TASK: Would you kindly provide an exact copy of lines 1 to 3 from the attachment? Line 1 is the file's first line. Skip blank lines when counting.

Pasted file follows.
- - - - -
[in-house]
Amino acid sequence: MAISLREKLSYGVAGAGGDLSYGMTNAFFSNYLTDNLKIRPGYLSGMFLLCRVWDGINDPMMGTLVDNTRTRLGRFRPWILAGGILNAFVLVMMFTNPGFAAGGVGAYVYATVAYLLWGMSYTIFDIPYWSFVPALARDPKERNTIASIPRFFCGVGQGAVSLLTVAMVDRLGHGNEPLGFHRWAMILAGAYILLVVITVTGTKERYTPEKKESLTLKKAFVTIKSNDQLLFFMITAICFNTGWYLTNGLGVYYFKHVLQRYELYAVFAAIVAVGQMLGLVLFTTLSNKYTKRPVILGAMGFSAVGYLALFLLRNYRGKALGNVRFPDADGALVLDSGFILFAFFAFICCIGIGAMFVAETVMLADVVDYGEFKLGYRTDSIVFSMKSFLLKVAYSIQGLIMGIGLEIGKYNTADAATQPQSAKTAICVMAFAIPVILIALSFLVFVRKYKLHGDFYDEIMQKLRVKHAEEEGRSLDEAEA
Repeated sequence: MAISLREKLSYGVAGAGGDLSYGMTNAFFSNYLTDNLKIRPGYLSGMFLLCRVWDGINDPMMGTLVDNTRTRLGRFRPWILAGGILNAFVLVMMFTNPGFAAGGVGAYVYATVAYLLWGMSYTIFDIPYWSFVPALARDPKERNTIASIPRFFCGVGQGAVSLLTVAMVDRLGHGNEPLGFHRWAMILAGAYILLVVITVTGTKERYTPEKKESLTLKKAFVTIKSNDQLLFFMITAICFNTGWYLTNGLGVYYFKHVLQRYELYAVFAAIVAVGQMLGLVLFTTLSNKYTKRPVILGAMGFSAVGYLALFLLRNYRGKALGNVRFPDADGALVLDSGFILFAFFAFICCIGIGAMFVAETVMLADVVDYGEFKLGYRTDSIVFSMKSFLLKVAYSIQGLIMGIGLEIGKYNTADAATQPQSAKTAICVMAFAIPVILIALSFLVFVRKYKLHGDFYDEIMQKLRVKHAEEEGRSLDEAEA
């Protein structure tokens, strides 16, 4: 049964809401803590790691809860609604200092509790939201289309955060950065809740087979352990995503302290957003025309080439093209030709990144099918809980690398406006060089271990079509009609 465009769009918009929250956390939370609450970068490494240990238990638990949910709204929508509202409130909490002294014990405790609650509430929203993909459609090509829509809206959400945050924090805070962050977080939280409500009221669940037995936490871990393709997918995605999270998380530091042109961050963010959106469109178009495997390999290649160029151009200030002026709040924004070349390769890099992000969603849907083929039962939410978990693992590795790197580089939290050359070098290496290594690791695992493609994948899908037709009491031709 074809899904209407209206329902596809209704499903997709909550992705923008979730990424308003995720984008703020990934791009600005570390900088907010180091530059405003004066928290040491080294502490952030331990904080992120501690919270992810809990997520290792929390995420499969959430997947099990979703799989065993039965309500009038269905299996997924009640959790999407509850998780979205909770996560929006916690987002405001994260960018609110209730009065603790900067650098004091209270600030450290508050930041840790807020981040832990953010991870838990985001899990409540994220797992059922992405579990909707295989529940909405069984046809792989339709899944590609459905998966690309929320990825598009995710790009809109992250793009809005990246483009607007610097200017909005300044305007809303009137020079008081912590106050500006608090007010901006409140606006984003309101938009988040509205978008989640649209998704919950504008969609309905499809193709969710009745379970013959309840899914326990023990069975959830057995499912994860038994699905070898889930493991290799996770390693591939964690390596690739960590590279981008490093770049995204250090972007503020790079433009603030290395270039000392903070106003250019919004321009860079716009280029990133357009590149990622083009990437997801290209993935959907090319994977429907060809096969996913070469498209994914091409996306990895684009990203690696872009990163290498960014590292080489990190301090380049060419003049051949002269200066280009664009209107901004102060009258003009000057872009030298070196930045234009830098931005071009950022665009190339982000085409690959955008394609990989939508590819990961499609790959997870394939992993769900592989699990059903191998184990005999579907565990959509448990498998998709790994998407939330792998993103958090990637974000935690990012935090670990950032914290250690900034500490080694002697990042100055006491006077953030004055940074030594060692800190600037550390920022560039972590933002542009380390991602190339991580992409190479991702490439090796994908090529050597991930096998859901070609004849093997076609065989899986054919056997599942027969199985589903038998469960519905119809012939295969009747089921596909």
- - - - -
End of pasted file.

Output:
[in-house]
Amino acid sequence: MAISLREKLSYGVAGAGGDLSYGMTNAFFSNYLTDNLKIRPGYLSGMFLLCRVWDGINDPMMGTLVDNTRTRLGRFRPWILAGGILNAFVLVMMFTNPGFAAGGVGAYVYATVAYLLWGMSYTIFDIPYWSFVPALARDPKERNTIASIPRFFCGVGQGAVSLLTVAMVDRLGHGNEPLGFHRWAMILAGAYILLVVITVTGTKERYTPEKKESLTLKKAFVTIKSNDQLLFFMITAICFNTGWYLTNGLGVYYFKHVLQRYELYAVFAAIVAVGQMLGLVLFTTLSNKYTKRPVILGAMGFSAVGYLALFLLRNYRGKALGNVRFPDADGALVLDSGFILFAFFAFICCIGIGAMFVAETVMLADVVDYGEFKLGYRTDSIVFSMKSFLLKVAYSIQGLIMGIGLEIGKYNTADAATQPQSAKTAICVMAFAIPVILIALSFLVFVRKYKLHGDFYDEIMQKLRVKHAEEEGRSLDEAEA
Repeated sequence: MAISLREKLSYGVAGAGGDLSYGMTNAFFSNYLTDNLKIRPGYLSGMFLLCRVWDGINDPMMGTLVDNTRTRLGRFRPWILAGGILNAFVLVMMFTNPGFAAGGVGAYVYATVAYLLWGMSYTIFDIPYWSFVPALARDPKERNTIASIPRFFCGVGQGAVSLLTVAMVDRLGHGNEPLGFHRWAMILAGAYILLVVITVTGTKERYTPEKKESLTLKKAFVTIKSNDQLLFFMITAICFNTGWYLTNGLGVYYFKHVLQRYELYAVFAAIVAVGQMLGLVLFTTLSNKYTKRPVILGAMGFSAVGYLALFLLRNYRGKALGNVRFPDADGALVLDSGFILFAFFAFICCIGIGAMFVAETVMLADVVDYGEFKLGYRTDSIVFSMKSFLLKVAYSIQGLIMGIGLEIGKYNTADAATQPQSAKTAICVMAFAIPVILIALSFLVFVRKYKLHGDFYDEIMQKLRVKHAEEEGRSLDEAEA